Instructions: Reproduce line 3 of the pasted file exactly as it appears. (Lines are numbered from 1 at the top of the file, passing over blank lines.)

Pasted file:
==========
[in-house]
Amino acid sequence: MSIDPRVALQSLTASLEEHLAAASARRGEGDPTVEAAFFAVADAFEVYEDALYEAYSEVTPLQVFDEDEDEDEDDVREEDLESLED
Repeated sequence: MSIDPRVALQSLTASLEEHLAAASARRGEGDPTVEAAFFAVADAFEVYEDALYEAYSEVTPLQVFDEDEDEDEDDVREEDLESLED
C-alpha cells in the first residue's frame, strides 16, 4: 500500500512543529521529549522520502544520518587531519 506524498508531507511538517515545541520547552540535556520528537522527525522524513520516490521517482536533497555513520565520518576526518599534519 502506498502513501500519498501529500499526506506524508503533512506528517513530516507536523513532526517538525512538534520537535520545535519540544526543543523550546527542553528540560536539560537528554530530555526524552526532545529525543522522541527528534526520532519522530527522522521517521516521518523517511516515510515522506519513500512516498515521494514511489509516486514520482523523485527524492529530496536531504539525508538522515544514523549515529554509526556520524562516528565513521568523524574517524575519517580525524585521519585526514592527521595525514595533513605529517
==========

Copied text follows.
Repeated sequence: MSIDPRVALQSLTASLEEHLAAASARRGEGDPTVEAAFFAVADAFEVYEDALYEAYSEVTPLQVFDEDEDEDEDDVREEDLESLED